Lake Mead National Recreation Area


  • Looking upstream on Lake Mead from Hoover Dam
  • South Cove on Lake Mead
  • Sunset Point at Lake Mead

Lake Mead National Recreation area is comprised of two reservoirs (Lake Mead and Lake Mohave) and 1,495,666 acres of land and water in Utah, Arizona and Nevada. The water surface of the national recreation area usually covers about 186,000 acres but that varies over the years with water flows from far upstream. About 20,000 acres of Lake Mead National Recreation Area are managed as part of Grand Canyon-Parashant National Monument.

The location of this huge property is along the Colorado River at the junction of three major desert ecosystems: the Mohave, the Sonoran and the Great Basin. That makes for a large variety of plants and animals living in this seemingly barren countryside.

Lake Mead was created as a result of the construction of Hoover Dam, Lake Mohave as a result of the construction of Davis Dam. Together, these two dams have tamed hundreds of miles of the Colorado River and provided water, recreation and electricity to millions of people in the southwestern United States.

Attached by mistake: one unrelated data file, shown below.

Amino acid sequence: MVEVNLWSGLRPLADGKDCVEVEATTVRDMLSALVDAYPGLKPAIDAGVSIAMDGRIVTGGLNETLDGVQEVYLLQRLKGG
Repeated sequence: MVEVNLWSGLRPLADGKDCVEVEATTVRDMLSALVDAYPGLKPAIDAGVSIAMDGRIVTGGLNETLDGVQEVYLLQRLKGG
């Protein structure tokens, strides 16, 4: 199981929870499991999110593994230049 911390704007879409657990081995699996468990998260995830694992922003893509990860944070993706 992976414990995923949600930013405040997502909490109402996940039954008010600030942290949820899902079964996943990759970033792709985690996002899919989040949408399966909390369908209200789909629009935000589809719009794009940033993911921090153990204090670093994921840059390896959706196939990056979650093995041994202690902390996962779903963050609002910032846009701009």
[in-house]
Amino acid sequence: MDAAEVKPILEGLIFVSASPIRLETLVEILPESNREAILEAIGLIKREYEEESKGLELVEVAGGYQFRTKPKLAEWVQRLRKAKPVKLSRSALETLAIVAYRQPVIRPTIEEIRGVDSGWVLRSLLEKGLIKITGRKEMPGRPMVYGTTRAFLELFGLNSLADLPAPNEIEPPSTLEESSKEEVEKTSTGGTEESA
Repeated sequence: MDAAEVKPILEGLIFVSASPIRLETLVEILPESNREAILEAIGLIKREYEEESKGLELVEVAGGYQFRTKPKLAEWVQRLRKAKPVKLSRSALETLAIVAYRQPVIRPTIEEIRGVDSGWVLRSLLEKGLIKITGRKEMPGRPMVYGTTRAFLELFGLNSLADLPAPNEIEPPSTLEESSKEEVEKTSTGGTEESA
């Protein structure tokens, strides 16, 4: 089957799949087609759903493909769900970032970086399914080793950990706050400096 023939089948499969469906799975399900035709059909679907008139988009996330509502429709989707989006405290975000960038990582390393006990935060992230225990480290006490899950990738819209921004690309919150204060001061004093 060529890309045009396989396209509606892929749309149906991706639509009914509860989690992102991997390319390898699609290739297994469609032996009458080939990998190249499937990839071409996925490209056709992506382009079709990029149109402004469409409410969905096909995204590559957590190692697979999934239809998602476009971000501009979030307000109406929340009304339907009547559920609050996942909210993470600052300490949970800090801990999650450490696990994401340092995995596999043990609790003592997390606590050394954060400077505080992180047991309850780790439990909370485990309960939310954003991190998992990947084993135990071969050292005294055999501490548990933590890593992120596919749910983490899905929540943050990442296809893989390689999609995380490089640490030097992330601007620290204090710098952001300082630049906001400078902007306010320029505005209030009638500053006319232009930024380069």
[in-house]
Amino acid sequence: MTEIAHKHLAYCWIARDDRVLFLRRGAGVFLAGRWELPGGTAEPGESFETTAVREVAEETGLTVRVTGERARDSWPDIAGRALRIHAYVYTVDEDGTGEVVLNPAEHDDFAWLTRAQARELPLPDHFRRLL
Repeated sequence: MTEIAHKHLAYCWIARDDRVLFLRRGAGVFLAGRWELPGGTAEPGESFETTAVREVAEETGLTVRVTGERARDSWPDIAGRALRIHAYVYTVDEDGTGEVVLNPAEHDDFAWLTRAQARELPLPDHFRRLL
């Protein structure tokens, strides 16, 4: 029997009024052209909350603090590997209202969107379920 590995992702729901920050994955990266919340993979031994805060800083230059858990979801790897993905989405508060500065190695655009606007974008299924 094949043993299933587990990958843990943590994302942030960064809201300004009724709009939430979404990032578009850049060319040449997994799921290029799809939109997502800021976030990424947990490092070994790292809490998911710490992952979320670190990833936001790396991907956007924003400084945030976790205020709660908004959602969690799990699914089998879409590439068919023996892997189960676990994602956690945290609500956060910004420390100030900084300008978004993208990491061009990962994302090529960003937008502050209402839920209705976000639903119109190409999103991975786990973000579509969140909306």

The Alan Bible Visitor Center is closed for renovations (2010) and the park is now operating out of a temporary visitor center in Boulder City. The visitor center is open seven days a week from 8 am to 4:30 pm. Lake Mead National Recreation Area charges entry and use fees:

Lake Mead National Recreation Area entrance and use fees
National Wilderness Areas at Lake Mead
 
The view at the Lake Mead View Overlook
View at the Lake Mead View Overlook
Lake Mead from space
Lake Mead from space
A view of Lake Mead in the Boulder Basin area
Lake Mead in the Boulder Basin area